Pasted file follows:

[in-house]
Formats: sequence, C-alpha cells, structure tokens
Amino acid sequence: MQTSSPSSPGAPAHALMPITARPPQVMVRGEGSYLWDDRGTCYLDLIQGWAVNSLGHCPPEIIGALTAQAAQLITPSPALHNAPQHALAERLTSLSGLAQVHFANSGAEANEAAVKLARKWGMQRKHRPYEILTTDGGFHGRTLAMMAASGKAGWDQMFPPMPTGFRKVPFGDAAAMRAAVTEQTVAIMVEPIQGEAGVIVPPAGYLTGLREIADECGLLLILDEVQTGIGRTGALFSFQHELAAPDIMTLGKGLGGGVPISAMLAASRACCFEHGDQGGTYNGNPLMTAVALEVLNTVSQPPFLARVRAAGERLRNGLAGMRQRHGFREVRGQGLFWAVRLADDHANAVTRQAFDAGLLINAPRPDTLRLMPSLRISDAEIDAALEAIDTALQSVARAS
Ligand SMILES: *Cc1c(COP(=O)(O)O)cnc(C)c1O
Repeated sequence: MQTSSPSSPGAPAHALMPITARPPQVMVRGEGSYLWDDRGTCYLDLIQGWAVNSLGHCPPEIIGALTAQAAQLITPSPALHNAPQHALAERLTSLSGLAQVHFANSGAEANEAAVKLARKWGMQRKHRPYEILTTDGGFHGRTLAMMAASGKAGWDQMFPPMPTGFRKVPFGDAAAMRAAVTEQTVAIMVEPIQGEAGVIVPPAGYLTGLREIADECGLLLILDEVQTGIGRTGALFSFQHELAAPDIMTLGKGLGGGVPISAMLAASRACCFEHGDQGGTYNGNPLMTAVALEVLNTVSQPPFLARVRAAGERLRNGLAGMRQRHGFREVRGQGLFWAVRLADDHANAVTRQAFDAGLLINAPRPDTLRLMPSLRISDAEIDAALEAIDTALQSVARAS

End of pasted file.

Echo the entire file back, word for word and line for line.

[in-house]
Formats: sequence, C-alpha cells, structure tokens
Amino acid sequence: MQTSSPSSPGAPAHALMPITARPPQVMVRGEGSYLWDDRGTCYLDLIQGWAVNSLGHCPPEIIGALTAQAAQLITPSPALHNAPQHALAERLTSLSGLAQVHFANSGAEANEAAVKLARKWGMQRKHRPYEILTTDGGFHGRTLAMMAASGKAGWDQMFPPMPTGFRKVPFGDAAAMRAAVTEQTVAIMVEPIQGEAGVIVPPAGYLTGLREIADECGLLLILDEVQTGIGRTGALFSFQHELAAPDIMTLGKGLGGGVPISAMLAASRACCFEHGDQGGTYNGNPLMTAVALEVLNTVSQPPFLARVRAAGERLRNGLAGMRQRHGFREVRGQGLFWAVRLADDHANAVTRQAFDAGLLINAPRPDTLRLMPSLRISDAEIDAALEAIDTALQSVARAS
Ligand SMILES: *Cc1c(COP(=O)(O)O)cnc(C)c1O
Repeated sequence: MQTSSPSSPGAPAHALMPITARPPQVMVRGEGSYLWDDRGTCYLDLIQGWAVNSLGHCPPEIIGALTAQAAQLITPSPALHNAPQHALAERLTSLSGLAQVHFANSGAEANEAAVKLARKWGMQRKHRPYEILTTDGGFHGRTLAMMAASGKAGWDQMFPPMPTGFRKVPFGDAAAMRAAVTEQTVAIMVEPIQGEAGVIVPPAGYLTGLREIADECGLLLILDEVQTGIGRTGALFSFQHELAAPDIMTLGKGLGGGVPISAMLAASRACCFEHGDQGGTYNGNPLMTAVALEVLNTVSQPPFLARVRAAGERLRNGLAGMRQRHGFREVRGQGLFWAVRLADDHANAVTRQAFDAGLLINAPRPDTLRLMPSLRISDAEIDAALEAIDTALQSVARAS